It is also important to note that the Government of India has recognised this potential early and has launched the National Programme on Technology Enhanced Learning (NPTEL). This is an initiative of the Ministry of HRD that has funded the development of a large number of courses that are available on YouTube and the Web. The effort is coordinated by all the major IITs and IISc.
The most popular MOOC so far is “Introduction to Artificial Intelligence” offered by Google’s Director of Research – Peter Norvig and Google’s Vice President and Stanford Professor Sebastian Thrun on Coursera which saw an enrollment of 160,000 students out of which 23,000 successfully passed the course. One third of the students who take some of these popular courses are from India and Brazil. At this time the business and monetization models are yet to evolve; the assessment methods are not fool proof; value of the certifications is still unclear. Nevertheless, it is clear that here is technology disruption that is about to change the way in which traditionally courses are taught at colleges and universities.
Apart from courses, it is to be noted that Connexions – that once pioneered open on-line books platform hosted by the Rice University in the US, is touching major academic publishers such as Elsevier and Springer. Most of the publishers now offer to the authors, the option of making their scholarly articles in “open access” form, cost of which are usually borne by the authors.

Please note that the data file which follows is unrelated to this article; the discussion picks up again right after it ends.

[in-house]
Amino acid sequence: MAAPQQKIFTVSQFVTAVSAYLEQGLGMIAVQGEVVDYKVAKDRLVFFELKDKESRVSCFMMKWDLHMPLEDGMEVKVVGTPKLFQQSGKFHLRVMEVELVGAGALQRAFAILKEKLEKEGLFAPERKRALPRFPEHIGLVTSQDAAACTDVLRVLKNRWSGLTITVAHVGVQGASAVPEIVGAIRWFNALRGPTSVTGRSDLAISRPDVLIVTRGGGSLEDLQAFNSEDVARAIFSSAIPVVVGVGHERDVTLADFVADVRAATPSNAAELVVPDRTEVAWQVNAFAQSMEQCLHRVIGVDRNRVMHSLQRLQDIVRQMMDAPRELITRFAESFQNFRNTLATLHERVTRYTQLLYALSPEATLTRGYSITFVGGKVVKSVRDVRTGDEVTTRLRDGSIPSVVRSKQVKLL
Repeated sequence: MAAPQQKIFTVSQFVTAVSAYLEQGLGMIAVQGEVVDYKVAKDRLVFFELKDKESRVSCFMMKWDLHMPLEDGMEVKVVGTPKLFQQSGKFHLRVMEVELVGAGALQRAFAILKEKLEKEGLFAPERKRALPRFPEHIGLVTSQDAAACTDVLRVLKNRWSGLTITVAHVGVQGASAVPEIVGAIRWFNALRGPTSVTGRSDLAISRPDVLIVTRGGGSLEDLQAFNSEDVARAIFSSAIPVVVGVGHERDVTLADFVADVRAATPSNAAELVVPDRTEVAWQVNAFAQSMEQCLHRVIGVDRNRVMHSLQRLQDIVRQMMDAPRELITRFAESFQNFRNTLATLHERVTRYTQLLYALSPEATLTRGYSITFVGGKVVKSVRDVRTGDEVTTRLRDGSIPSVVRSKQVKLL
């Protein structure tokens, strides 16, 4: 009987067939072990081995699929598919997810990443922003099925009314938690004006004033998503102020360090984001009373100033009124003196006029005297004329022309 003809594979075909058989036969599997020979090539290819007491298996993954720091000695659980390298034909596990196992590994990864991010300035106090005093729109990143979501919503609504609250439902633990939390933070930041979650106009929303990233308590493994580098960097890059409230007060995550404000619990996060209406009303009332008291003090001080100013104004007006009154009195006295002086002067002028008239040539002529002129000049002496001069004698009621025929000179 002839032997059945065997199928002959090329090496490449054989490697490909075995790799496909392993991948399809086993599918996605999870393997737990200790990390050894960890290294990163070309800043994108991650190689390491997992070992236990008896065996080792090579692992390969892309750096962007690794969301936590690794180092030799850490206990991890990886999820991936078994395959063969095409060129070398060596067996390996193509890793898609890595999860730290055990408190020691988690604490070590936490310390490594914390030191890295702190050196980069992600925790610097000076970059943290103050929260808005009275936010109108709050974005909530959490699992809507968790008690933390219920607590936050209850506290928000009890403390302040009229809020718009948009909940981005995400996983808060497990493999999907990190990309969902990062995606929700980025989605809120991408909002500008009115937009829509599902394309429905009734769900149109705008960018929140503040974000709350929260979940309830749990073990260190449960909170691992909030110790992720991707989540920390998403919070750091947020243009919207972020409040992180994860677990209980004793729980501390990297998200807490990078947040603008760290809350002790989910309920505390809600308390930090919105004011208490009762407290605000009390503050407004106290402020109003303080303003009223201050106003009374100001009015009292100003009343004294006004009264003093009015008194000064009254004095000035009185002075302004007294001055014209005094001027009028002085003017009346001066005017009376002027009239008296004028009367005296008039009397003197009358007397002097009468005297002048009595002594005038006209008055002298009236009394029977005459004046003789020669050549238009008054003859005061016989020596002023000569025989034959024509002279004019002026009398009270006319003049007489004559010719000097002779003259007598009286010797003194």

Increasing adoption of Smartphones and Tablets, broadband at last becoming a reality even in emerging markets, have opened up the scope of offering MOOC through mobile devices. Though native iPhone/ iPad/ Android apps are yet to come out for any of the above mentioned MOOC platforms, they are accessible through the Web anyway even on the move.
However, at this point most of all the above efforts are funded by educational foundations and the government. How does this evolve in to a sustainable business proposition – a true win-win for institutions, faculty, students, and the platform provider? In his article Moshe Yarde, editor-in-chief of the Communications of the ACM questioned the wisdom of higher educational institutions in the US, giving their valuable content for free when the highest one after mortgages, to the tune of $1 trillion student debt is threatening the very existence of these. What are the implications? How should institutions and publishers change their modus operandi to adjust to this paradigm shift in education? Apart from technical and engineering courses, are there any India specific content that is amenable for MOOC? How is the ecosystem in India for making MOOC viable and sustainable? Who are the target audience – professionals wanting to do continuing education or certificate seeking students who were not able to get in to top institutions? How is this space panning out for mobile entrepreneurs, especially in India where mobile is the way to get on to the Internet and to MOOC?
Dr. V. Sridhar, Sasken Communication Technologies and Professor &
Dr. D. Manjunath, IIT Bombay